The city of gardens

History lives in Delhi, the capital of India.The ancient and the modern, the old and the new are in constant juxtaposition here,not only in the remains of a succession of empires, but in contemporary social structures and lifestyles. The name Delhi, Dehali, or Dilli is derived from "Dhillika", the name of the first medeival township pf Delhi, located on the southwestern border of the present Union Territory of Delhi, in Meharauli.Two architects, Edwin Lutyens and Herbert Baker, were assigned the task of designing and building the new capital Some of the landmarks of Lutyens Delhi are Rashtrapati Bhawan, official residence of the president of India, built in the commanding position on Raisina Hill.Some of the other notable arhcitectural contributions include the Connaught place, India gate, and the Parliament house to name a few

General Information

Delhi is the third largest city in India, surpassed in population only by Calcutta and Bombay. New Delhi, the capital of India, lies immediately to the the south of what is considered old Delhi (often referred as just "Delhi").The present day area of New and Old Delhi is located on the west bank of the Yamuna River, a tributary of the Ganges, and is landlocked by Haryana to the North, South, and West and Uttar Pradash to the East.

History of Delhi

The earliest recorded mention of a settlement at Delhi is found in the Hindu epic Mahabharata, which mentions a city called Indraprastha. Indraprastha was built in 1400 B.C. under the direction of Yudhisthira, a Pandava king, on a huge mound somewhere between the sites where the historic Old Fort (Purana Qilah) and Humayun's Tomb were later to be located. The first reference to the name Delhi seems to have been made in the 1st century BC when Raja Dhilu built the first city of Delhi near the site of the future Delhi went through many ups and downs and did not reemerge into prominence until the 12th century A.D., when it was made the capital of the ruler Prthviraja III. After his defeat later that century, the city passed into Muslim hands. Qutb-ud-Din Aybak, builder of the famous tower Qutab Minar (completed in the early 13th century), also chose Delhi as his capital.

The second city of Delhi was built by Ala-ud-Din Khalji at Siri, three miles northeast of the Qutab Minar(near what is today Hauz Khaus and the Asian Games Village). The third city of Delhi was built by Ghiyas-ud-Din Tughluq (1320-25) at Tughlakabad but had to be abandoned in favor of the old site near because of a scarcity of water. The ruins of Tughlakabad are located on the present-day Delhi-Haryana border towards Faridabad.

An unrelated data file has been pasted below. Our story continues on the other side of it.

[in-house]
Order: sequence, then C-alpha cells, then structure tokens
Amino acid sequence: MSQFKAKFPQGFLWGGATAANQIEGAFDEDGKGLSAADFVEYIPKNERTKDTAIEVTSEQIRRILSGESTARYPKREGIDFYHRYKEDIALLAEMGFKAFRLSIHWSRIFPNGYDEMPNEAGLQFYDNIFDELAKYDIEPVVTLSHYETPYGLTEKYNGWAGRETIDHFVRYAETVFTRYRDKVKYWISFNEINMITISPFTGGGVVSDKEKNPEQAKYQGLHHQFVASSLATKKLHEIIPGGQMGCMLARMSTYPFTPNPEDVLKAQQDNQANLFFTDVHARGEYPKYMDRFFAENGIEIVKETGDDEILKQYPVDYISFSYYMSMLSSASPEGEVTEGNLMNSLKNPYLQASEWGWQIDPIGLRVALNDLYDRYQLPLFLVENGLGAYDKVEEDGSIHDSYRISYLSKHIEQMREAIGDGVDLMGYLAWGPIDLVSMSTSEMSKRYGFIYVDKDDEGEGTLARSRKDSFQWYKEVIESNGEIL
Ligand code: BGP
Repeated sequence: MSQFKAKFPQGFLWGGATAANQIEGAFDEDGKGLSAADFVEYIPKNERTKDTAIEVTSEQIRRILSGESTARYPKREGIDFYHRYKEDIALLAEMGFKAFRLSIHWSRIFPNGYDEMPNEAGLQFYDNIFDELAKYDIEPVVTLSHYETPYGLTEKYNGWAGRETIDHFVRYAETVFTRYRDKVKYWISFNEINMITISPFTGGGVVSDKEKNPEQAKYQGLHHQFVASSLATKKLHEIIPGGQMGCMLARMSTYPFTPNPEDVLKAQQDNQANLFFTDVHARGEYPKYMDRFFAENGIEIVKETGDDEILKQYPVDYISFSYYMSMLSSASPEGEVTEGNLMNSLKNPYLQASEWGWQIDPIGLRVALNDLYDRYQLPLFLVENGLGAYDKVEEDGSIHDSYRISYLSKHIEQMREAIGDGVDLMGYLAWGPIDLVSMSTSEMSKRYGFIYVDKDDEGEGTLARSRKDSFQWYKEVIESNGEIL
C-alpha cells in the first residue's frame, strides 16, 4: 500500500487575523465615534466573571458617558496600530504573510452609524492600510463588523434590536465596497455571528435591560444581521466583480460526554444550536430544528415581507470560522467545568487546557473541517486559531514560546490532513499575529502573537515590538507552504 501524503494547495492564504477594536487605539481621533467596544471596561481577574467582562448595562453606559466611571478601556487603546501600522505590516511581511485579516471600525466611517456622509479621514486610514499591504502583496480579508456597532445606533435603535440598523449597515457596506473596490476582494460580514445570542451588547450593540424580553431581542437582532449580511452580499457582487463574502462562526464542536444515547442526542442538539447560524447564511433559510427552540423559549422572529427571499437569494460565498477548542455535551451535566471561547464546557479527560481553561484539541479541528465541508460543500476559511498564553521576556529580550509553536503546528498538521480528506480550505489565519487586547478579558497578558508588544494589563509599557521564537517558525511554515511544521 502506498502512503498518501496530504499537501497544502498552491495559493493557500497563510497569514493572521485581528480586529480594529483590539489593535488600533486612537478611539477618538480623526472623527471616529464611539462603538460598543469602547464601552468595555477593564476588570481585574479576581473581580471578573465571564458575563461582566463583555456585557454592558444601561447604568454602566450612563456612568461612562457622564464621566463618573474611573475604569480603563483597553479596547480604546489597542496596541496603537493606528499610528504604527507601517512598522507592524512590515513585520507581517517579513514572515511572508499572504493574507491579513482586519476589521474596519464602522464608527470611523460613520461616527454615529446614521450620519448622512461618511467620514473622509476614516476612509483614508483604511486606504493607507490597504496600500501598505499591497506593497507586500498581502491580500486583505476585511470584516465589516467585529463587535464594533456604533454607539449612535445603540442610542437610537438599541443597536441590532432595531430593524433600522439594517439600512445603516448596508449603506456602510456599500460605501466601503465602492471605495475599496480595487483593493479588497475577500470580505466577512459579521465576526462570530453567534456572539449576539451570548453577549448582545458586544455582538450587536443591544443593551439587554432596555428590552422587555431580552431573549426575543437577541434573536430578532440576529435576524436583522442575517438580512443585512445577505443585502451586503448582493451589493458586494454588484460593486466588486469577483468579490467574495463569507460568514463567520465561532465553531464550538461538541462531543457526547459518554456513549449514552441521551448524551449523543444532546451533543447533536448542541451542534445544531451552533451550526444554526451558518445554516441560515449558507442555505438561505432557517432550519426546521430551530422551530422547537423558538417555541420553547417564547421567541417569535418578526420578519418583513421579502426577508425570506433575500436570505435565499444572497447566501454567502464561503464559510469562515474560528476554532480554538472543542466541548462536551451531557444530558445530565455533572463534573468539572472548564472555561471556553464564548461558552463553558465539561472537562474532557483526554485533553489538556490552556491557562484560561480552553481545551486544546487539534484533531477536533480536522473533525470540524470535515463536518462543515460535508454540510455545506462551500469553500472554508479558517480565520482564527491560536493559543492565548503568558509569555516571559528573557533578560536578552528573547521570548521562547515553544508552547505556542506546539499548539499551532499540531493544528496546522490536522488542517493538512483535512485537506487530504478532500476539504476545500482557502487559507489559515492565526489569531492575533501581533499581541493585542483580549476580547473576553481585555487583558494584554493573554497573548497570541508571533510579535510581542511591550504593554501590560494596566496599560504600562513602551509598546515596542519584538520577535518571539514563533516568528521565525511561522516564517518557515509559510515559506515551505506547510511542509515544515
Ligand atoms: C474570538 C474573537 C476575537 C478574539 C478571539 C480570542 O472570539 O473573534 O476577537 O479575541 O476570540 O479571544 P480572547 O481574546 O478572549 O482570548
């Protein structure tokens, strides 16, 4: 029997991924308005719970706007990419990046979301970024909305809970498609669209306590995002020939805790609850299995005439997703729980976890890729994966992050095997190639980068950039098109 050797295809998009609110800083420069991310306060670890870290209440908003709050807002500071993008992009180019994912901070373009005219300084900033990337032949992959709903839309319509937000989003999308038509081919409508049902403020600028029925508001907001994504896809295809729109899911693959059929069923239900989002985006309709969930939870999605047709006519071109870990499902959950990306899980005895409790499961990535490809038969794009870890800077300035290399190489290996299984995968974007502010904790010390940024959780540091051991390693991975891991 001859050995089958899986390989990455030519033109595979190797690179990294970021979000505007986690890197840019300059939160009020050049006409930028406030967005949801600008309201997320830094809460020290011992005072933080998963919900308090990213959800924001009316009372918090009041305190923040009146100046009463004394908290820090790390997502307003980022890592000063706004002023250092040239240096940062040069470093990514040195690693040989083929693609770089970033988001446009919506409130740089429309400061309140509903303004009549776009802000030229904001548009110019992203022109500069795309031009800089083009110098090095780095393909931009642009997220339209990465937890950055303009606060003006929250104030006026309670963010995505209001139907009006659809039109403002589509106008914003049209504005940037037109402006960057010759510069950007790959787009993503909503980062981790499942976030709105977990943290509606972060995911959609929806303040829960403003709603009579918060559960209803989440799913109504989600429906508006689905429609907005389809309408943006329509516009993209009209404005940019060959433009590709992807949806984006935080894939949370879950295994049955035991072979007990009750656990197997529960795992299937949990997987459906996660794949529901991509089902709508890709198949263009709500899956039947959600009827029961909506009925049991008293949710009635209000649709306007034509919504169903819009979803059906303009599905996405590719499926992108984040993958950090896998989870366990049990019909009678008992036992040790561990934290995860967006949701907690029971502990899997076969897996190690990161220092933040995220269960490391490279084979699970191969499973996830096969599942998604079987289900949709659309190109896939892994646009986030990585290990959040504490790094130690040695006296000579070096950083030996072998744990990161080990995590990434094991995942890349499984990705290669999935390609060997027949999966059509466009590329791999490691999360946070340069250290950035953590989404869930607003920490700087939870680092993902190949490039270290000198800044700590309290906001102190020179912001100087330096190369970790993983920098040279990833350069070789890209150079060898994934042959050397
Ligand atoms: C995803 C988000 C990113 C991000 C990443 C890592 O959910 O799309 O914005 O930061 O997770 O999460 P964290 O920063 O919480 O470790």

His successor, Muhammad ibn Tughluq, extended the city farther northeast and built new forticications around it. It then became the fourth city of Delhi, under the name Jahanpanah. The new settlements were located between the old cities near the Qutab Minar and Siri Fort.

Muhammad ibn Tughluq's successor, Firuz Shah Tughluq, abandoned this site altogether and in 1354 moved his capital farther north near the ancient site of Indraprastha. Thus, the fifth city of Delhi, Firuzabad, was founded on what is now the Firoz Shah Kotla area. Delhi was invaded and partially destroyed by Timur at the end of the 14th century, and the last of the sultan kings moved the capital to Agra. Babur, the first Mughal ruler, reestablished Delhi as the seat of his empire in 1526. His son and successor, Humayun, built a new city on the site of the previously demolished Firuzabad and called in Din Panah.

Sher Shah, who overthrew Humayun in 1540, razed Din Panah and built his capital, the Sher Shahi (the Old Fort or Purana Qilah), as the sixth city of Delhi.

Delhi once again lost importance when the Mughal emperors Akbar (1556-1605) and Jahangir (1605-1627) moved their headquarters to Fatehpur Sikri (near Agra) and Agra, respectively. The city was restored to its glory in 1638 when the son of Jahangir, Shah Jahan, laid the foundations of the seventh city of Delhi, Shahjahanabad. What was Shahjahanabad has come to be known as Old Delhi. The greater part of the city is still confined within the space of Shah Jahan's walls and several gates built during his rule -- the Kashmiri Gate, the Delhi Gate, the Turkman Gate, and the Ajmeri Gate -- still stand.

With the fall of the Mughal empire during the mid-18th century, the city of Delhi witnessed many invasions and power changes. The arrival of the British in 1803 marked the beginning of a new period in Delhi's history. Under British rule, Delhi grew to become a large city. In 1912 the British moved the capital of British India from Calcutta in West Bengal to the partially completed New Delhi. Construction of New Delhi was completed by 1931.

Images of Delhi